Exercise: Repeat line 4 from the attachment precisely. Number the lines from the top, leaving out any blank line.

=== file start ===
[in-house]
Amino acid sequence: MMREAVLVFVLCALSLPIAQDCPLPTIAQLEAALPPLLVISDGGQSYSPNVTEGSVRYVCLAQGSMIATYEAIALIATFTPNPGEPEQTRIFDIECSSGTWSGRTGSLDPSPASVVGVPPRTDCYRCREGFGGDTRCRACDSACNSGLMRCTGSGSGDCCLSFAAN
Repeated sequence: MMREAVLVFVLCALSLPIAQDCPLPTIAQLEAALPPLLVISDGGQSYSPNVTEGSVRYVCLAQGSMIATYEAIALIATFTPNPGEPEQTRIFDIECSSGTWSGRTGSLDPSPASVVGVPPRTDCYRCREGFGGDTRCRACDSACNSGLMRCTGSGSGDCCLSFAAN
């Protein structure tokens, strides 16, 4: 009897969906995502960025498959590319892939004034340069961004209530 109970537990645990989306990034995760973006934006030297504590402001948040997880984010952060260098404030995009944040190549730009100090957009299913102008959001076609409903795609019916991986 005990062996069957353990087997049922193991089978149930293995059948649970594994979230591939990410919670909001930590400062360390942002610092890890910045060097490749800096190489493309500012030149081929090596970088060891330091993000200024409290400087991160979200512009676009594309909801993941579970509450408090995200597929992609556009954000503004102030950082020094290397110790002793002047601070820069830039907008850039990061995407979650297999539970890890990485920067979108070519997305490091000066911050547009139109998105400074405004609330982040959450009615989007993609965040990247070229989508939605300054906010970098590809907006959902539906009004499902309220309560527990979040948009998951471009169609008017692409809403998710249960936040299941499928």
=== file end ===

């Protein structure tokens, strides 16, 4: 009897969906995502960025498959590319892939004034340069961004209530 109970537990645990989306990034995760973006934006030297504590402001948040997880984010952060260098404030995009944040190549730009100090957009299913102008959001076609409903795609019916991986 005990062996069957353990087997049922193991089978149930293995059948649970594994979230591939990410919670909001930590400062360390942002610092890890910045060097490749800096190489493309500012030149081929090596970088060891330091993000200024409290400087991160979200512009676009594309909801993941579970509450408090995200597929992609556009954000503004102030950082020094290397110790002793002047601070820069830039907008850039990061995407979650297999539970890890990485920067979108070519997305490091000066911050547009139109998105400074405004609330982040959450009615989007993609965040990247070229989508939605300054906010970098590809907006959902539906009004499902309220309560527990979040948009998951471009169609008017692409809403998710249960936040299941499928």